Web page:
U.S. Supreme Court Sends Ohio Gerrymandering Case Back to Lower Court for Dismissal
WASHINGTON – The U.S. Supreme Court on Monday returned a legal challenge to Ohio’s politically gerrymandered congressional districts to a lower court, which is expected to dismiss the case in light of a high court ruling in June that federal courts have no place in such disputes.
Democrats have challenged the districts, claiming the Republican-drawn district unlawfully diminished the chances that Democrats would be elected to Congress from the state.
Writing for the majority in the June 27 decision in cases from North Carolina and Maryland, Chief Justice John Roberts held partisan gerrymandering claims “present political questions beyond the reach of the federal courts.”
The ruling voided a May order from a three-judge panel in the U.S. District Court for the Southern District of Ohio, which had ordered a reconfiguring of the state’s 16 congressional districts.
The Supreme Court has put that order on hold until it ruled in the North Carolina and Maryland cases.
Roberts’ decision did allow for partisan gerrymandering to be challenged in lawsuits based on violations of a state constitution.
A state court in North Carolina has since struck down the Republican-drawn state legislative electoral map as an unlawful example of partisan gerrymandering under the state constitution.
In Ohio, the congressional district map was challenged by the League of Women Voters and the American Civil Liberties Union, neither of whom have said whether they will now file a claim based on a violation of the state constitution.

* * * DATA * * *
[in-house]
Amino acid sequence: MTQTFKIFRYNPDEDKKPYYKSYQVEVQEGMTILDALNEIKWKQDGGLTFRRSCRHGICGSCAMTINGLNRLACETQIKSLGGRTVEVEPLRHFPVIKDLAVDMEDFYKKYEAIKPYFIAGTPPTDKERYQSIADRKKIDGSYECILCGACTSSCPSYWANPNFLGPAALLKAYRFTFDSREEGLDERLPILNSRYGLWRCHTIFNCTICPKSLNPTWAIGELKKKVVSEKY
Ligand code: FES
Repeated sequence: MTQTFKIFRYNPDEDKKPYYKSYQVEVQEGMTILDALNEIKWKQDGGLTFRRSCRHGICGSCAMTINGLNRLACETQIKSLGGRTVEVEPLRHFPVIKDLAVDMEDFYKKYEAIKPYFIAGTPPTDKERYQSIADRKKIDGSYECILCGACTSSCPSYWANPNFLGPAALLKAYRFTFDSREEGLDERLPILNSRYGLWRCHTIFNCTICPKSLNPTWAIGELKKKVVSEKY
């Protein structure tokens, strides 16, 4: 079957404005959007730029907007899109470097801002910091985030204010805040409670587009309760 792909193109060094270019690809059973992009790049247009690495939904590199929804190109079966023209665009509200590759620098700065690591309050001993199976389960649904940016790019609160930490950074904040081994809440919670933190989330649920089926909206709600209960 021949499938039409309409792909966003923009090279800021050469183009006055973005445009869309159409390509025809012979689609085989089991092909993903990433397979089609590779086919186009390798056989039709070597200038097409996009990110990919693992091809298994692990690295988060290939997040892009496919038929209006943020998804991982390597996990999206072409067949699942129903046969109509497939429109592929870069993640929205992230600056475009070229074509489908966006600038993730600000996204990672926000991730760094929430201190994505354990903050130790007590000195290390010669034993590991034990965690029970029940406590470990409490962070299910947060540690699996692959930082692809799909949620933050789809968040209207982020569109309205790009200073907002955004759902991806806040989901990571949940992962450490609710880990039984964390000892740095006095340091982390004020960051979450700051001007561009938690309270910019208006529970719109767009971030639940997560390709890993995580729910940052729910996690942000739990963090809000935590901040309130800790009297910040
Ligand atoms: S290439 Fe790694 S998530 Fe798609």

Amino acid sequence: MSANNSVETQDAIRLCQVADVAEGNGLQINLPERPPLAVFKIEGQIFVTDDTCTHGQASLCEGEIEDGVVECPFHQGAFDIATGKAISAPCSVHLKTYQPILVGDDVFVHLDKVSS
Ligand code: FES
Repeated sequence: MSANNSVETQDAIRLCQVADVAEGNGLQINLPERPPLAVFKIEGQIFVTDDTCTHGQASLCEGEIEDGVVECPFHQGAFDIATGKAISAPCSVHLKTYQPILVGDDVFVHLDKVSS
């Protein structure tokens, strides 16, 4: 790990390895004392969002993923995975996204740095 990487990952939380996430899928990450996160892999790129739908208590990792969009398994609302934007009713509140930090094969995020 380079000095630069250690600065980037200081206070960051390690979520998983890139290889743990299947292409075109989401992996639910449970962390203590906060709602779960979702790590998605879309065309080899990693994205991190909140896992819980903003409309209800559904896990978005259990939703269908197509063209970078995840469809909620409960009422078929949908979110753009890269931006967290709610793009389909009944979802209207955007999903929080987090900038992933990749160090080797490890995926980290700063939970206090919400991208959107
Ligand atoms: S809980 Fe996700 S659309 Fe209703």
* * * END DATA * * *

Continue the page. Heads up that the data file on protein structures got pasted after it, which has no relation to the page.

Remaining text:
In a statement emailed to The Well News, Ohio Secretary of State Frank LaRose noted that a new, bipartisan procedure will govern the drawing of new Ohio congressional maps after completion of the 2020 Census.
Ohio’s voters approved the new process through a constitutional amendment adopted in May 2018.
“Just last year, Ohioans overwhelmingly approved our new system for forming congressional districts that will put an end to the partisanship of the past,” LaRose said. “Reinvigorating our republic starts with fair legislative redistricting. A faithful execution of the law by commission members will make Ohio a national leader in a movement that can transform government to better work for the people, by the people.”
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